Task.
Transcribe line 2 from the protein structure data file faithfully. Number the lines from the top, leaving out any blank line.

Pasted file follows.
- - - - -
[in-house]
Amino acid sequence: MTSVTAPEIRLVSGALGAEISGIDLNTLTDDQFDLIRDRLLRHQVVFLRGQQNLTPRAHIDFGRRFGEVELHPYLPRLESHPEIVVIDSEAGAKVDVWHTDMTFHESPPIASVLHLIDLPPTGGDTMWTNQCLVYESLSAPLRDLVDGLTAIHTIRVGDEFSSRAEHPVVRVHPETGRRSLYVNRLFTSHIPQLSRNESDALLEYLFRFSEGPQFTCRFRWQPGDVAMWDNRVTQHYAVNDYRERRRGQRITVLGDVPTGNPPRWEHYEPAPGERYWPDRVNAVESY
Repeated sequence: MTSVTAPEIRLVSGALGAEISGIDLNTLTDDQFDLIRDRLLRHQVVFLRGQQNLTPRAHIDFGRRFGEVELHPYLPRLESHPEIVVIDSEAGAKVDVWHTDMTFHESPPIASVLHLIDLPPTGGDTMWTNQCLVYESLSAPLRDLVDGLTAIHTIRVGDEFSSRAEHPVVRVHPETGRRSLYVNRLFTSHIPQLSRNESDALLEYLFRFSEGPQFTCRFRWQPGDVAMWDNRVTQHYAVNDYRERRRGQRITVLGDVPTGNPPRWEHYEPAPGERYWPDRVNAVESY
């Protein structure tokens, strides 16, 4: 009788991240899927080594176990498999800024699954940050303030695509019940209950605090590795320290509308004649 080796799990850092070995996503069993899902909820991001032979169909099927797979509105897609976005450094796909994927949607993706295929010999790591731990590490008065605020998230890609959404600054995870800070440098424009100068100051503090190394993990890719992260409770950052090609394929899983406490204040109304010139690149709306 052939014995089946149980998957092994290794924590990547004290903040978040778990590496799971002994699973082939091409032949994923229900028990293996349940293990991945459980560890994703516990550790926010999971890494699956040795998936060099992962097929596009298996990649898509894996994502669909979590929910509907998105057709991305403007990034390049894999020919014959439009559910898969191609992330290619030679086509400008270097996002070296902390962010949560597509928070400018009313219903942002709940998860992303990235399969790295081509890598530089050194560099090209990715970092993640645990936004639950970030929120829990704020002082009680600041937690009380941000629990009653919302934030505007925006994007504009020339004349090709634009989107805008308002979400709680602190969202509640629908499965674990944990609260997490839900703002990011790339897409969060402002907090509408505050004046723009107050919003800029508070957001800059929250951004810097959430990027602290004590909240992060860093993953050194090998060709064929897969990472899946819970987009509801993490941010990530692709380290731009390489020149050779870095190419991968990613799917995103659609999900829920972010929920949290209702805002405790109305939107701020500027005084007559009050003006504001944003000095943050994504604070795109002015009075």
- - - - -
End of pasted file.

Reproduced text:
Amino acid sequence: MTSVTAPEIRLVSGALGAEISGIDLNTLTDDQFDLIRDRLLRHQVVFLRGQQNLTPRAHIDFGRRFGEVELHPYLPRLESHPEIVVIDSEAGAKVDVWHTDMTFHESPPIASVLHLIDLPPTGGDTMWTNQCLVYESLSAPLRDLVDGLTAIHTIRVGDEFSSRAEHPVVRVHPETGRRSLYVNRLFTSHIPQLSRNESDALLEYLFRFSEGPQFTCRFRWQPGDVAMWDNRVTQHYAVNDYRERRRGQRITVLGDVPTGNPPRWEHYEPAPGERYWPDRVNAVESY